Reminders of the impact the events of September 11, 2001 had on American society are all around us today.
Nowhere in the country are citizens more aware of the changes in the world after September 11 than in New York City. Whether it’s a greater police presence on bridges, or a longer wait to get through security at local airports, every day life will never be the same as it was on September 10, 2001.
Culture changed also. God Bless America became a staple of the seventh inning stetch, and would anyone have cared if Senator Barack Obama was not wearing a flag pin before September 11?
Perhaps the most frequent reminder of present-day security concerns for every day New Yorkers is the regular subway announcement that proclaims “bags and large containers are subject to random search.”
That policy was actually enacted in July, 2005 as a response to the bombings in the London tube. It was challenged by the New York Civil Liberties Union several months later, and the challenge was denied by U.S. District Judge Richard Berman, who wrote “the risk to public safety of a terrorist bombing of New York City, subway system is substantial and real.”
London notwithstanding, the fresh memories of September 11 may have influenced the court’s decision on the tradeoff between privacy and safety. The Fourth Amendment of the Constitution requires probable cause for search and seizure.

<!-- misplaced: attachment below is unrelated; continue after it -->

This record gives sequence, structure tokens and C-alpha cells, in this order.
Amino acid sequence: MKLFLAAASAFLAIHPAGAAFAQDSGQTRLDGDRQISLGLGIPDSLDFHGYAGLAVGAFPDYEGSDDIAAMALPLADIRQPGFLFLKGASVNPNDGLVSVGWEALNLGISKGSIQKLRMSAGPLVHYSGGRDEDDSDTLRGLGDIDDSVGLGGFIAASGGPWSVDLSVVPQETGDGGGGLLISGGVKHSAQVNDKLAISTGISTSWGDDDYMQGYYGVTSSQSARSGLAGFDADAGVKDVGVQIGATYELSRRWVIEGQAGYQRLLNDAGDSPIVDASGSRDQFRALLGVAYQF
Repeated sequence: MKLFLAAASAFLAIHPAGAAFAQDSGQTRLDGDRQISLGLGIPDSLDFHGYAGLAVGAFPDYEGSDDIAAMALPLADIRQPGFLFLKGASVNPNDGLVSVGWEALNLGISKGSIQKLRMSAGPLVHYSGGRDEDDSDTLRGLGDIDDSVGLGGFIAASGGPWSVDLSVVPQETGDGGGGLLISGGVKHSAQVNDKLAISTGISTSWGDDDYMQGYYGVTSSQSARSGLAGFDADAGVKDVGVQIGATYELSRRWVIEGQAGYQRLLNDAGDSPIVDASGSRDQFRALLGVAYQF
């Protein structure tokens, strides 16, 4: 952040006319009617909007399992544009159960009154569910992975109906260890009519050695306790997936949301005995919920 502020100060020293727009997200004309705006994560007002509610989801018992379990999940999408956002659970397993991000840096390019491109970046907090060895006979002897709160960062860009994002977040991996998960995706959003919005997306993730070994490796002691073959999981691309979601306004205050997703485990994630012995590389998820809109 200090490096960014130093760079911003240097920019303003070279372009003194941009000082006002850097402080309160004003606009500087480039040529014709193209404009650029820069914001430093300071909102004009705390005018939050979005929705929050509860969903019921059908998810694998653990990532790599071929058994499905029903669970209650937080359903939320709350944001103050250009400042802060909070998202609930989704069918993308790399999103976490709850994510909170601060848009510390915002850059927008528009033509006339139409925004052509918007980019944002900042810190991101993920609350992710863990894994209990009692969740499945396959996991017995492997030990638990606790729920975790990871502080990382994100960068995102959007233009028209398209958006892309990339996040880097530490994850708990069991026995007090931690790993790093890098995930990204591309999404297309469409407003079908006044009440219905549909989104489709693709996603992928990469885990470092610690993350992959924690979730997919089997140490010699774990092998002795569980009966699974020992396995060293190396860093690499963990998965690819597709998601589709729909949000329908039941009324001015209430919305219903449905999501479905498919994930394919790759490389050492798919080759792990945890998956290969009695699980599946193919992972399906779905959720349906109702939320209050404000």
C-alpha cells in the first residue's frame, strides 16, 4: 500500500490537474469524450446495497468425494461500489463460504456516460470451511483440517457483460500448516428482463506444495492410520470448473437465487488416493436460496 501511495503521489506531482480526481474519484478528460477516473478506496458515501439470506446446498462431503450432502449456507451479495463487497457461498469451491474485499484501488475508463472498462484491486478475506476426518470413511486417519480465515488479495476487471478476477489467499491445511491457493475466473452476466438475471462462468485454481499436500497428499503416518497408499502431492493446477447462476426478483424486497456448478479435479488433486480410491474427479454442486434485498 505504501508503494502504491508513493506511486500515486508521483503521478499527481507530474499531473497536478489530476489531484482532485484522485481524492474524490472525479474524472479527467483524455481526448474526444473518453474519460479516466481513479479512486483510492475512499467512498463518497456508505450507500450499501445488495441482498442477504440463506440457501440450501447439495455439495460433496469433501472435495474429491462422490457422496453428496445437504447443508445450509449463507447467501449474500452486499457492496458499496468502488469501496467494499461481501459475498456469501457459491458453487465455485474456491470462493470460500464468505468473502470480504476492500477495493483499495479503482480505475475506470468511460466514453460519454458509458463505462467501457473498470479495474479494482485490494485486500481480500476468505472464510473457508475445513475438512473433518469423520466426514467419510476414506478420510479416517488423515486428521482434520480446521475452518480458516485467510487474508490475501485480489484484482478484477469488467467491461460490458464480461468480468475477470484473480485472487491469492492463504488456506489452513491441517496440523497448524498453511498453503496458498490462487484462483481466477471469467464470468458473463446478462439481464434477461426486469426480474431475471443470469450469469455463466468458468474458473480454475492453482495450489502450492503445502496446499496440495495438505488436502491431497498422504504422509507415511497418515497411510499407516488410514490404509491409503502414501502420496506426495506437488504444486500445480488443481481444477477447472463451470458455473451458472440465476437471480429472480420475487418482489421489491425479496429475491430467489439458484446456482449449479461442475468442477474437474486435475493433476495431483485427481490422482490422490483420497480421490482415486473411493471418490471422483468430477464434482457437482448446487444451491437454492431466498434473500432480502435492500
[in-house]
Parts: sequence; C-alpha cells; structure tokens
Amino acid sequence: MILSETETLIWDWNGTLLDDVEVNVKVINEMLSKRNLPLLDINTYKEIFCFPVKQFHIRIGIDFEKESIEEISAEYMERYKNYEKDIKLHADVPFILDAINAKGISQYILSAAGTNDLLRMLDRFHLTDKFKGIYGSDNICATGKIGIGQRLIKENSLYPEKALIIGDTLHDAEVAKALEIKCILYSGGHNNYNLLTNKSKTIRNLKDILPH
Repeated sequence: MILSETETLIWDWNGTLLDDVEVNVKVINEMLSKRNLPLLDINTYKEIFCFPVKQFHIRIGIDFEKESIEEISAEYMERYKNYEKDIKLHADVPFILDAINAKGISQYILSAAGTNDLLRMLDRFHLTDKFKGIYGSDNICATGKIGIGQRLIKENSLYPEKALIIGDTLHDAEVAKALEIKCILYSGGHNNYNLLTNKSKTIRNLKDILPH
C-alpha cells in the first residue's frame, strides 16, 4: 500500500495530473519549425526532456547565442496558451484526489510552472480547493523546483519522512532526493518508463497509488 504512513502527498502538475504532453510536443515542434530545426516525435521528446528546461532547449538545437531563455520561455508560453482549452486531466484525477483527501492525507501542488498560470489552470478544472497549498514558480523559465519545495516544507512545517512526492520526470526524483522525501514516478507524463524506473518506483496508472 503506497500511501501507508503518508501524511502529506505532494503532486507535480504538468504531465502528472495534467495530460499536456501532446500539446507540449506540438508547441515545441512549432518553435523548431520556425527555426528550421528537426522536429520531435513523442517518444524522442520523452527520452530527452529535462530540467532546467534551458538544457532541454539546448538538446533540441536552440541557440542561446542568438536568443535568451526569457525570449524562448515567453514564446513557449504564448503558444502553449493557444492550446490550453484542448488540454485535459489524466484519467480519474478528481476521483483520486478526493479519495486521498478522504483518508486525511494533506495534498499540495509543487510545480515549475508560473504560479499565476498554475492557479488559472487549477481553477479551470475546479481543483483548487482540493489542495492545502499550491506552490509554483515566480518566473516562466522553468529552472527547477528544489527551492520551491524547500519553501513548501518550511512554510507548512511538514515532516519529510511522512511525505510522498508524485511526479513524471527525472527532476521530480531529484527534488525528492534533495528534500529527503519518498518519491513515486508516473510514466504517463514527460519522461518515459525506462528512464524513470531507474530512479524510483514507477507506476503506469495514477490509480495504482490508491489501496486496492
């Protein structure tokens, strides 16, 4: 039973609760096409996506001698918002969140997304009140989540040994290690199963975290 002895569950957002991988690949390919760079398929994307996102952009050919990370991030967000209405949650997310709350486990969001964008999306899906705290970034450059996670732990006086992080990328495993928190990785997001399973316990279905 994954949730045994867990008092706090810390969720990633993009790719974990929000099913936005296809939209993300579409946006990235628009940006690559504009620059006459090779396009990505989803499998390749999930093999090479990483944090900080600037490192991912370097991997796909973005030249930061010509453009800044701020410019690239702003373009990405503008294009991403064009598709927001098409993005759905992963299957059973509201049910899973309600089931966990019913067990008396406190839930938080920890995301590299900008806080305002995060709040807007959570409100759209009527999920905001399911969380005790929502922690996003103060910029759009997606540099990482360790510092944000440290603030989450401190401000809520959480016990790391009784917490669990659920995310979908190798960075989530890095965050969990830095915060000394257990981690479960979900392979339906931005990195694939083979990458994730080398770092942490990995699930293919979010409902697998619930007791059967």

For those who commute by bridge, the reminder is ever-present as well. Police carsare now stationed under large bridge towers in far greater numbers than they were before the 2001 attacks. And don’t even try taking photos of bridge structures.
The towers, along with other parts of city bridges, have also been bolstered to protect against a possible bomb attack.
“Since 9/11 we have developed a partnership and work closely on a day-to-day basis with all law enforcement partners,” MTA Bridges and Tunnels VP and Chief of Operations James Fortunato said.
“There has also been tremendous progress in ‘hardening’ or strengthening the system physically to better withstand the possible impact of acts of terrorism,” he said. “In addition, we have added electronic security to monitor 24 /7 some of the critical infrastructure of our facilities.”
The security upgrades to the city’s bridges and tunnels have cost hundreds of millions of dollars.
Tourists and sightseers in the city have been impacted by decreased access to landmarks as well.
The Statue of Liberty was closed to the general public from the day of the attacks until 2009. It now requires visitors to go through a metal detector and limits what kinds of objects can be brought inside.
The creation of the Transportation Security Administration and bulletproof, locked cockpit doors are two more differences in American air travel.
While it may be unrelated to security, at Yankee Stadium, God Bless America is sung during each and every seventh inning stretch. The tradition began across the Major Leagues on Septembr 17, 2001 when the Major League Baseball returned to the field. But the Yankees are the only team that still plays the song at each and every home game.
And be ready to have your bag checked at the stadium, too.
©2011 Community News Group